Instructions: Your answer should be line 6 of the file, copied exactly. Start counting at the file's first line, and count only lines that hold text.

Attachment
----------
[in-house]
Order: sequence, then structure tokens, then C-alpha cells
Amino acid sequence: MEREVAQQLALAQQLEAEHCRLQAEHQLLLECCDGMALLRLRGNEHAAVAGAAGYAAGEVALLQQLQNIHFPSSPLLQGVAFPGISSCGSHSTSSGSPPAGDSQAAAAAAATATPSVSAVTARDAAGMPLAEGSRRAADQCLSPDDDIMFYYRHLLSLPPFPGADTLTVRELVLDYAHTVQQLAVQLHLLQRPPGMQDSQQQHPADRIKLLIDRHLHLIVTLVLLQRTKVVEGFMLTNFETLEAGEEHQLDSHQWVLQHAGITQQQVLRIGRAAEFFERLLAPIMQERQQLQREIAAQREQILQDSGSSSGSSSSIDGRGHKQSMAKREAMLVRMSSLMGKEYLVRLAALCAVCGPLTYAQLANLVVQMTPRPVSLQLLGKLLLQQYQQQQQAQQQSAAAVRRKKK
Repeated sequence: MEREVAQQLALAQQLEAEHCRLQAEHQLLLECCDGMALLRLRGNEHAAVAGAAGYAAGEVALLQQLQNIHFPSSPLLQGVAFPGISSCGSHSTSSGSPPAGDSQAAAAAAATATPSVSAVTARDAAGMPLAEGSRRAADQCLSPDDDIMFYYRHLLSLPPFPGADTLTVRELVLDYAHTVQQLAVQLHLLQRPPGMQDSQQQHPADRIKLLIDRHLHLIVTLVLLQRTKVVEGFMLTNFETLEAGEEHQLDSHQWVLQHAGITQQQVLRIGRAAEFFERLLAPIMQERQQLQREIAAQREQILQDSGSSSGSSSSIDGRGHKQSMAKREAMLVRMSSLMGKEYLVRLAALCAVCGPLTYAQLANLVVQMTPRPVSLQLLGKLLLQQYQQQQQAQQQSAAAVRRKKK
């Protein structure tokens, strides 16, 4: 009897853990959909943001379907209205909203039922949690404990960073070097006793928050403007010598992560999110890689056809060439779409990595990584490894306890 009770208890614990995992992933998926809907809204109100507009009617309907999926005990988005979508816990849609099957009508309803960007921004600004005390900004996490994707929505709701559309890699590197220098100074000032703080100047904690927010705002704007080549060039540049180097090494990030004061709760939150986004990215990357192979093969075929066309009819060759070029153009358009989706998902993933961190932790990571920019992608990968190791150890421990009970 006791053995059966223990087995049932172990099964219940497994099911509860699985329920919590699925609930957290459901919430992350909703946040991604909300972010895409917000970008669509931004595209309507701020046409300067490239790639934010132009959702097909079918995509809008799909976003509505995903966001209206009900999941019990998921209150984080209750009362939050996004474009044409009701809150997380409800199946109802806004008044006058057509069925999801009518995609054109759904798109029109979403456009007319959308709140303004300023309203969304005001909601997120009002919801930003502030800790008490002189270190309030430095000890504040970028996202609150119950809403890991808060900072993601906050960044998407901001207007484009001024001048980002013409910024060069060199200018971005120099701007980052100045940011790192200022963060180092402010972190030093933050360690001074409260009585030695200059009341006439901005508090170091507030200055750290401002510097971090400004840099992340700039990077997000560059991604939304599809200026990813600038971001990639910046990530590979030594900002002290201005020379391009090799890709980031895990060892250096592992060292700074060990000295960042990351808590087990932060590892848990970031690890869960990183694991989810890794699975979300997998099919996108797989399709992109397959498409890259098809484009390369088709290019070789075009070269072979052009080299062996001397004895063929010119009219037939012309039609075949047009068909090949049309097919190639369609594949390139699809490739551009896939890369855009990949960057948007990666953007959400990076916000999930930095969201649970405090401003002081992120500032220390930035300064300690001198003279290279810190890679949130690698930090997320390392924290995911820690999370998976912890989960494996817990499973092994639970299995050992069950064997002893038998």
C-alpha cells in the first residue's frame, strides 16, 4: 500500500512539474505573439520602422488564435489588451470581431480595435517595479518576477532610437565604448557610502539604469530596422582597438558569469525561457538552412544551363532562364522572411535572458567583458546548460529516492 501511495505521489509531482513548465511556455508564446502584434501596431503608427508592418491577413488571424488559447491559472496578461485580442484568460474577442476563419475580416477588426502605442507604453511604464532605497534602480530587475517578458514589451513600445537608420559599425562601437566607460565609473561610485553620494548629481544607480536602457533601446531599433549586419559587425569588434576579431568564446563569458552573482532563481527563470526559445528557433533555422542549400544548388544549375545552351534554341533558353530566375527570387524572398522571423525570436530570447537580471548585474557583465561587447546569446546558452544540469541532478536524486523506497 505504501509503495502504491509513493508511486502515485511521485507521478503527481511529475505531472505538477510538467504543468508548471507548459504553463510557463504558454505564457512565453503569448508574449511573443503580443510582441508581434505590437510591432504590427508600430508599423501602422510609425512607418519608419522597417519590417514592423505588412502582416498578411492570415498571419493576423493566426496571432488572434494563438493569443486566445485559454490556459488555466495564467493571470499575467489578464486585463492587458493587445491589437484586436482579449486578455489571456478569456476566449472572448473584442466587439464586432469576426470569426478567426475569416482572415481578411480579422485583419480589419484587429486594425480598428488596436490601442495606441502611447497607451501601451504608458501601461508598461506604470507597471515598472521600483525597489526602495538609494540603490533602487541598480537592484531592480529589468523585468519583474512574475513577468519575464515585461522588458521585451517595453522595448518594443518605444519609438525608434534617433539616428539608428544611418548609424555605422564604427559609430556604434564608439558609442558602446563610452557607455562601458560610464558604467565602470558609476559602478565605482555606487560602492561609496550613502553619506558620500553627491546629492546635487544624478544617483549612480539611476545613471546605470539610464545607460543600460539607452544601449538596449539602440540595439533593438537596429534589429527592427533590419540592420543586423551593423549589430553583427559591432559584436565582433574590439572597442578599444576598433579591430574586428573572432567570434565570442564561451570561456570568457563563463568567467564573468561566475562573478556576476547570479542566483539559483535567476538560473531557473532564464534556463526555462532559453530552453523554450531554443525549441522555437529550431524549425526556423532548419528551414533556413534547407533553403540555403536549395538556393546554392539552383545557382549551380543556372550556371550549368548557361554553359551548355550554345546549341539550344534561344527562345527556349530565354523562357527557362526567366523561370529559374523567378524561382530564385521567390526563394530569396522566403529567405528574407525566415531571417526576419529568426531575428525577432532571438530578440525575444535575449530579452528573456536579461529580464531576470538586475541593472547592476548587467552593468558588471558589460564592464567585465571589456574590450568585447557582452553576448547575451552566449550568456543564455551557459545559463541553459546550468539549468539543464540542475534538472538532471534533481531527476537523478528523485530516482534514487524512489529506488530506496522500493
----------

C-alpha cells in the first residue's frame, strides 16, 4: 500500500512539474505573439520602422488564435489588451470581431480595435517595479518576477532610437565604448557610502539604469530596422582597438558569469525561457538552412544551363532562364522572411535572458567583458546548460529516492 501511495505521489509531482513548465511556455508564446502584434501596431503608427508592418491577413488571424488559447491559472496578461485580442484568460474577442476563419475580416477588426502605442507604453511604464532605497534602480530587475517578458514589451513600445537608420559599425562601437566607460565609473561610485553620494548629481544607480536602457533601446531599433549586419559587425569588434576579431568564446563569458552573482532563481527563470526559445528557433533555422542549400544548388544549375545552351534554341533558353530566375527570387524572398522571423525570436530570447537580471548585474557583465561587447546569446546558452544540469541532478536524486523506497 505504501509503495502504491509513493508511486502515485511521485507521478503527481511529475505531472505538477510538467504543468508548471507548459504553463510557463504558454505564457512565453503569448508574449511573443503580443510582441508581434505590437510591432504590427508600430508599423501602422510609425512607418519608419522597417519590417514592423505588412502582416498578411492570415498571419493576423493566426496571432488572434494563438493569443486566445485559454490556459488555466495564467493571470499575467489578464486585463492587458493587445491589437484586436482579449486578455489571456478569456476566449472572448473584442466587439464586432469576426470569426478567426475569416482572415481578411480579422485583419480589419484587429486594425480598428488596436490601442495606441502611447497607451501601451504608458501601461508598461506604470507597471515598472521600483525597489526602495538609494540603490533602487541598480537592484531592480529589468523585468519583474512574475513577468519575464515585461522588458521585451517595453522595448518594443518605444519609438525608434534617433539616428539608428544611418548609424555605422564604427559609430556604434564608439558609442558602446563610452557607455562601458560610464558604467565602470558609476559602478565605482555606487560602492561609496550613502553619506558620500553627491546629492546635487544624478544617483549612480539611476545613471546605470539610464545607460543600460539607452544601449538596449539602440540595439533593438537596429534589429527592427533590419540592420543586423551593423549589430553583427559591432559584436565582433574590439572597442578599444576598433579591430574586428573572432567570434565570442564561451570561456570568457563563463568567467564573468561566475562573478556576476547570479542566483539559483535567476538560473531557473532564464534556463526555462532559453530552453523554450531554443525549441522555437529550431524549425526556423532548419528551414533556413534547407533553403540555403536549395538556393546554392539552383545557382549551380543556372550556371550549368548557361554553359551548355550554345546549341539550344534561344527562345527556349530565354523562357527557362526567366523561370529559374523567378524561382530564385521567390526563394530569396522566403529567405528574407525566415531571417526576419529568426531575428525577432532571438530578440525575444535575449530579452528573456536579461529580464531576470538586475541593472547592476548587467552593468558588471558589460564592464567585465571589456574590450568585447557582452553576448547575451552566449550568456543564455551557459545559463541553459546550468539549468539543464540542475534538472538532471534533481531527476537523478528523485530516482534514487524512489529506488530506496522500493